Sweet and Sour Meatballs Recipe (paleo, primal, gluten-free)

Sweet and Sour Meatballs

This week I’m excited to share with you a recipe perfect for game-day, potluck, or holiday. Meatballs are a fun and delicious way to start off a meal or serve along other small foods during a gathering (we’re no stranger to meatballs). This time of year, between Halloween, Thanksgiving, Christmas, and football parties, we end up being a lot more social and therefore need to cook food that is easily shareable.

Our sweet and sour meatballs are great in the small 1-inch variety, but would also be good in a larger size for a more traditional entreé serving at home. They could also be cooked and kept warm in a slow cooker, rather than a skillet, if you’re planning ahead and hosting a get-together with multiple items on the menu. Whether you use buffalo and ground beef or a combination of different meats (be cautious with very lean meats so that they don’t dry out), we think you’re going to love these tangy meatballs.

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Pumpkin Pie Bars with Gingerbread Crust Recipe (paleo, primal, gluten-free)

Pumpkin Pie Bars with Gingerbread Crust

The weather is cold and crisp. Spooky decor and pumpkins are everywhere, and we have started considering our options for the holidays. It’s nearly Halloween! Will you be going to a party to celebrate? We will be, and I think we’ll be taking this recipe to share.

Not more than a week ago, we were grocery shopping at Wegmans and a box of Krusteaz Pumpkin Pie Bar Mix caught our attention. Brent loves pie—we made a pumpkin coconut pie last year—but we rarely make it. When he asked me if I could make pumpkin pie bars, I agreed. Instead of the graham cracker crust, he requested I use a gingerbread crust (something I’ve played around with, but haven’t quite perfected).

This is more of a savory than a sweet dessert, but you can easily top these bars with a little drizzle of maple syrup or a dollop of coconut whipped cream for a little extra sweetness for your resident sweet tooth. We know you will enjoy it!

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Bolognese Sauce Recipe (paleo, primal, gluten-free)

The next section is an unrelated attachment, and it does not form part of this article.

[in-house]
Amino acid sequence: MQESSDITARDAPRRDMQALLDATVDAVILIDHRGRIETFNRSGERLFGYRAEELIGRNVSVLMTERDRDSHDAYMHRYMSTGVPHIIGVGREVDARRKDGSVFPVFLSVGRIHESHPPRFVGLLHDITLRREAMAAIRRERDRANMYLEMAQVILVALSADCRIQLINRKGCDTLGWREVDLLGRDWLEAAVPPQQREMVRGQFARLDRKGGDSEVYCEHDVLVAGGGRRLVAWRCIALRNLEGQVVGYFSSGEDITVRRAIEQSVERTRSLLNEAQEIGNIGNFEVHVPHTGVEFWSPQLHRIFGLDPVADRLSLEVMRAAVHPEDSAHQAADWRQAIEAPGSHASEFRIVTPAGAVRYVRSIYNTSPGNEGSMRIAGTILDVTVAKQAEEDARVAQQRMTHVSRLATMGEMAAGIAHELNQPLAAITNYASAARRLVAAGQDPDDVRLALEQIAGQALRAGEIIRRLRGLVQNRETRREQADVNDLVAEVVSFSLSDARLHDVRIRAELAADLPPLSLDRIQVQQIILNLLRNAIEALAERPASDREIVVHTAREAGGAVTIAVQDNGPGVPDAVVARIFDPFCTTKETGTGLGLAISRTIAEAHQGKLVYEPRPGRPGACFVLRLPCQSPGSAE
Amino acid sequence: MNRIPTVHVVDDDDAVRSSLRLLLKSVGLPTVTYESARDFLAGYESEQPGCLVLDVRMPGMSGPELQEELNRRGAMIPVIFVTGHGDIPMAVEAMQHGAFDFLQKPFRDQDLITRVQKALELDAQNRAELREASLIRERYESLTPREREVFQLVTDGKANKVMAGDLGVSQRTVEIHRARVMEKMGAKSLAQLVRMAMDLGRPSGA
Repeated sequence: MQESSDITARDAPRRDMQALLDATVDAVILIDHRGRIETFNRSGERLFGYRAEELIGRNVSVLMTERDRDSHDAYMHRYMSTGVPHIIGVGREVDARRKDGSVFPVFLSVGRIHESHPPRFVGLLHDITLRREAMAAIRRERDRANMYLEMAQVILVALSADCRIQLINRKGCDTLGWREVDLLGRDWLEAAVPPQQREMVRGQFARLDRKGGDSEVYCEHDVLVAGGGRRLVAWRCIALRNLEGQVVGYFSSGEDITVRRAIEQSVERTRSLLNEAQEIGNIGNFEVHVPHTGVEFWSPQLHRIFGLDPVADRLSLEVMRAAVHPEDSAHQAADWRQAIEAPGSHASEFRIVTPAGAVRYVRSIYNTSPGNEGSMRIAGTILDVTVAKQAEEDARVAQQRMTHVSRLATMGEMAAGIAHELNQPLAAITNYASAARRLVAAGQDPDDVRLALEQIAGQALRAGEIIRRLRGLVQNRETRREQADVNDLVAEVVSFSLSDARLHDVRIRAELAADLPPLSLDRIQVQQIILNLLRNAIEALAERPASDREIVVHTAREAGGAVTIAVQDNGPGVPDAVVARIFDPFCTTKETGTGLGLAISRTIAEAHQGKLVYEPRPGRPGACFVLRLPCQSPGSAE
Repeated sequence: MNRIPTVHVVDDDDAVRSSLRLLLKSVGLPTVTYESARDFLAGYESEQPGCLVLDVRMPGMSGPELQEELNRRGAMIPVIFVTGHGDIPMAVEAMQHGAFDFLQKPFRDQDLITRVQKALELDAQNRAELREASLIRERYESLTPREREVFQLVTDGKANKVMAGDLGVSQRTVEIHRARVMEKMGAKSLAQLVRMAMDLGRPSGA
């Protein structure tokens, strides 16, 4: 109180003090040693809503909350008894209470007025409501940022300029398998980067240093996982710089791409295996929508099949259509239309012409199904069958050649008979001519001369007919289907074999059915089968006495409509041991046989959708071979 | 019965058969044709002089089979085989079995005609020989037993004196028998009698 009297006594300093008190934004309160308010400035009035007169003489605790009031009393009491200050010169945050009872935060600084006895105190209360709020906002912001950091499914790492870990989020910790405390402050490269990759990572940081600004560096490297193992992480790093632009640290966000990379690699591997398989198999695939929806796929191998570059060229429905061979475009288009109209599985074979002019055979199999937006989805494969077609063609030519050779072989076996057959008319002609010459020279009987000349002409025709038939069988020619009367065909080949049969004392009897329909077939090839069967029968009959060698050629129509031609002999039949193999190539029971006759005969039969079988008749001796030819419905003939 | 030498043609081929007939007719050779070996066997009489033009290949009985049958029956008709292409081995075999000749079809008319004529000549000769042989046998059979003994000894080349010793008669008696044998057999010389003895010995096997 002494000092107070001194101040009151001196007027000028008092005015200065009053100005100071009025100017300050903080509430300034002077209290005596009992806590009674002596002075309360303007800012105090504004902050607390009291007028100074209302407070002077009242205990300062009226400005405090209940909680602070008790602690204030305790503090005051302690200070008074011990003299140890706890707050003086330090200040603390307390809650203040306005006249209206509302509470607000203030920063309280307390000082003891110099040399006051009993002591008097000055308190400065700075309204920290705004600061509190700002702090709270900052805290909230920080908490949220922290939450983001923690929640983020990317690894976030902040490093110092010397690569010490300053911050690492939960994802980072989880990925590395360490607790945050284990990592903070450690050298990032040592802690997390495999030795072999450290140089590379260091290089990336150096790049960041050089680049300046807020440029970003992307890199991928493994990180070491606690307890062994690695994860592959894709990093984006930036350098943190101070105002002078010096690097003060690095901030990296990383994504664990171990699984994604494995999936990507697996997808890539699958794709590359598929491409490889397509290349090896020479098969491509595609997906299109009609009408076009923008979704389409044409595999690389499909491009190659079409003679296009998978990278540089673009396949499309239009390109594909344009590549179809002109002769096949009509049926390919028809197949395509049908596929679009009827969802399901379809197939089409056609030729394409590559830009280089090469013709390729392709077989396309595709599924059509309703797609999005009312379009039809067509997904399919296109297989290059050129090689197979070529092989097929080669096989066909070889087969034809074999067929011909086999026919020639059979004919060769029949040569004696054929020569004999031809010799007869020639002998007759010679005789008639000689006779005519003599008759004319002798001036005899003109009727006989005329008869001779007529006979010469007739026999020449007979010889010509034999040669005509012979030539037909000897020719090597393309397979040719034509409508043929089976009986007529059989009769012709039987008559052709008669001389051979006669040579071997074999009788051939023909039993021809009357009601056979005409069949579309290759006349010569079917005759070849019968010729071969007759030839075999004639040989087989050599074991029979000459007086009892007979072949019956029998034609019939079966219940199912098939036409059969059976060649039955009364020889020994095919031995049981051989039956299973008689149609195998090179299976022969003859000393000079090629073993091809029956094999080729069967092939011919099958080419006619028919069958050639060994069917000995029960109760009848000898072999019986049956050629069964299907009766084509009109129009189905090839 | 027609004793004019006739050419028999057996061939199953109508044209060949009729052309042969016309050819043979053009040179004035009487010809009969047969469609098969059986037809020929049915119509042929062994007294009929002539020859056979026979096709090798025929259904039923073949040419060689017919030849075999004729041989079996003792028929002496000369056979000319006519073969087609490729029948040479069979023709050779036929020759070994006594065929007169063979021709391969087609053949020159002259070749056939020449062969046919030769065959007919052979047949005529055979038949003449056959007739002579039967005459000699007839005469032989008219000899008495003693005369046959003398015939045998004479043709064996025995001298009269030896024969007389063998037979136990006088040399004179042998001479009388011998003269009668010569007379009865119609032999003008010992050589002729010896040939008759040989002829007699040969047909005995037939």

Bolognese Sauce

As far as I was concerned in college, bolognese was nothing more than browned ground beef drowned in tomato sauce. It was quick and easy to plop on top of a plateful of spaghetti, and it tasted pretty good. It was never as good as what I got in Italian restaurants, but in all honesty I was too busy and/or lazy to figure out what I was missing.

Lately, however, I have been craving pasta and Brent suggested we learn to make bolognese. So, I did some research and found a wide variety of approaches in cookbooks and on the internet. Some of my results: the meat was not always just ground beef (some recipes even included pancetta!), some recipes included wine, and just about every recipe used a different mixture of herbs and spices. Traditionally, bolognese is named after its rumored birthplace, Bologna, Italy, and is often also called ragù alla bolognese or just simply ragù (like the commercial brand). Dating back to at least the late 18th Century, this is a hearty sauce that comes with an interesting history.

We hope you enjoy our rendition of bolognese over zoodles or other veggies!
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Fall Breakfast Muffins Recipe (paleo, primal, gluten-free)

Fall Breakfast Muffins

As I rummaged through the refrigerator Saturday morning, looking for a little inspiration, the apples and carrots caught my eye. (I have mentioned more than once that I love apples, especially at this time of year when you can pick them fresh at the local farms.) I was craving something sweet. So, decided I would bake a delicious morning treat inspired by the season. We hope you enjoy these delicious fall breakfast muffins!
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Waldorf Salad Recipe (paleo, primal, gluten-free)

Waldorf Salad

Early fall is the season of apples for me, and I get excited to use all kinds in every way possible. So, when Brent suggested we try to create our own Waldorf salad–in which apples are a main ingredient–I was completely on board. The original Waldorf salad recipe is attributed to the dinning room manager of New York’s Waldof-Astoria Hotel in the late 1890s. It contained apples, celery, and mayonnaise, and was served on a bed of lettuce.

Soon thereafter, walnuts became another main ingredient and over the decades other ingredients have come and gone. Some common additions are chicken, turkey, dried fruits, and yogurt. I imagine that yogurt plays an integral role in helping the dressing stay light and flavorful. So, I wanted to recreate that experience, but keep it dairy-free.

This Waldorf salad is sweet and light, and can be served as a refreshing lunch, appetizer, snack or even dessert. (Yes, I said dessert. I had the leftovers as “dessert” for three straight dinners.) We hope you will enjoy it, too!
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